The Victoria Department of Health in Australia has been notified of two confirmed cases of measles in individuals not vaccinated for measles who became ill after attendance at an RMIT graduation ceremony at Melbourne’s Etihad Stadium on 17 December 2014.
Health authorities advise the public to consider the possibility of measles in any person who is susceptible to measles and develops a compatible illness and who attended the RMIT graduation ceremony at Etihad Stadium on 17 December 2014. In addition, be alert for measles in patients presenting with a fever and rash, or with a prodrome after an established exposure.
Measles has an incubation period of up to 18 days (average 14 days from exposure to rash) so illness acquired from this event could begin up to 4 January 2015, and remain infectious for many days after that.
Measles is highly infectious (airborne transmission) and one probable case has been identified at one of these venues. Other secondary cases are likely to occur.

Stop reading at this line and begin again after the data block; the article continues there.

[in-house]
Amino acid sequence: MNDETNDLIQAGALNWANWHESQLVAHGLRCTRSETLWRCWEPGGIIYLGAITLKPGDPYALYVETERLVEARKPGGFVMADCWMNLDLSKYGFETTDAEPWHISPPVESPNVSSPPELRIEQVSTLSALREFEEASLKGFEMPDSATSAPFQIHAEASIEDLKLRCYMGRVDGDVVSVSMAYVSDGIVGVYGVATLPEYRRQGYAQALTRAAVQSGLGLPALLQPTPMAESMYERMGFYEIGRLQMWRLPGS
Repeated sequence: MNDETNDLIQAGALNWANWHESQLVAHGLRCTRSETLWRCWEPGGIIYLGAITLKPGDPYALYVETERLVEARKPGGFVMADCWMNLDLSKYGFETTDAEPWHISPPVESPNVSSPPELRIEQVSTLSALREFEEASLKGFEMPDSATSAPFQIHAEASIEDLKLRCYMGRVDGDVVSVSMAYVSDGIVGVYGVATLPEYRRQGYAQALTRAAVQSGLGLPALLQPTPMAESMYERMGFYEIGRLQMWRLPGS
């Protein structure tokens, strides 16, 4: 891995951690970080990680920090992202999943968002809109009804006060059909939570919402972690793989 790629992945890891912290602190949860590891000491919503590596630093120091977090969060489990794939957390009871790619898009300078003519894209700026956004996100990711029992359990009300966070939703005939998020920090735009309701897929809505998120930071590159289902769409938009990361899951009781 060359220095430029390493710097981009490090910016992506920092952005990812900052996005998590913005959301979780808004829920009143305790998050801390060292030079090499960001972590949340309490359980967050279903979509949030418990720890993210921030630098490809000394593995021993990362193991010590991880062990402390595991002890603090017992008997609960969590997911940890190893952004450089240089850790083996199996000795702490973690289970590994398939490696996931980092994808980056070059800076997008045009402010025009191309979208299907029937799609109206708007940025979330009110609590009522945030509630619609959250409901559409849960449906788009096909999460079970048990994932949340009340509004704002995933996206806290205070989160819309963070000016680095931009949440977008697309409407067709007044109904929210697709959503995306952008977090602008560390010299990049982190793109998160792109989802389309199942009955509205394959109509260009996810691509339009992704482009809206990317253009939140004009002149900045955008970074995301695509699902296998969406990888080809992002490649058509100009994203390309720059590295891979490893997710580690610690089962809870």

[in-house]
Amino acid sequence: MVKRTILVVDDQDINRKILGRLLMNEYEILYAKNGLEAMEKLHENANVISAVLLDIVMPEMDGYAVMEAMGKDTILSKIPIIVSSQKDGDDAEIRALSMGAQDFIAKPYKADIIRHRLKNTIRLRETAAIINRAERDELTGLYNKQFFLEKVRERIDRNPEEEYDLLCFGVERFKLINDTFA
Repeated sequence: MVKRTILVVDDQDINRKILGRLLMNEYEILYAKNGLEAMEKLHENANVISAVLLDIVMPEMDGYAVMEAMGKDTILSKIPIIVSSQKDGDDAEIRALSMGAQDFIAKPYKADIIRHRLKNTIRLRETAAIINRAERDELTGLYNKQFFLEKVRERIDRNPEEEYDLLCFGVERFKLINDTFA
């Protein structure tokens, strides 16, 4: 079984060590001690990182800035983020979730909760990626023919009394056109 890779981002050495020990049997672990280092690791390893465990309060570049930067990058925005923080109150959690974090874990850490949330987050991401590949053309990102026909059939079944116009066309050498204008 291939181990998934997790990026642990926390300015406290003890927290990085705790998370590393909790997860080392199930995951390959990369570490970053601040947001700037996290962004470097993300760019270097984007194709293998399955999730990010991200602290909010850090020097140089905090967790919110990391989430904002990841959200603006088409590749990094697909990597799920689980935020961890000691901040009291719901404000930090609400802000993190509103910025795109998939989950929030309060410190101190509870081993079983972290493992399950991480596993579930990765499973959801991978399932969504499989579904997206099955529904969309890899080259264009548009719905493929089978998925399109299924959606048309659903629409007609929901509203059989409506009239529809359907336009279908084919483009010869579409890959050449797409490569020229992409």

The Victoria Department of Health says measles initially presents with a prodrome of fever, cough, conjunctivitis, and coryza. A generalized maculopapular rash is then seen two to five days after the onset of the prodrome. Koplik spots on the buccal mucosa may be present for three to four days prior to rash onset but not at time of rash. Individuals, especially children, are typically unwell.
The most important clinical predictors are the following features:
- generalised maculopapular rash, usually lasting three or more days, and
- fever (at least 38°C, if measured) present at the time of rash onset, and
- cough or coryza or conjunctivitis.
Measles is transmitted by airborne droplets and direct contact with discharges from respiratory mucous membranes of infected persons and less commonly by articles freshly soiled with nose and throat secretions.
Measles is highly infectious and can persist in the environment for at least 30 minutes.
The incubation period is variable and averages 10 days (range: 7 – 18 days) from exposure to the onset of fever, with an average of 14 days from exposure to the onset of rash. The infectious period of patients with measles is five days before, to four days after, the appearance of the rash.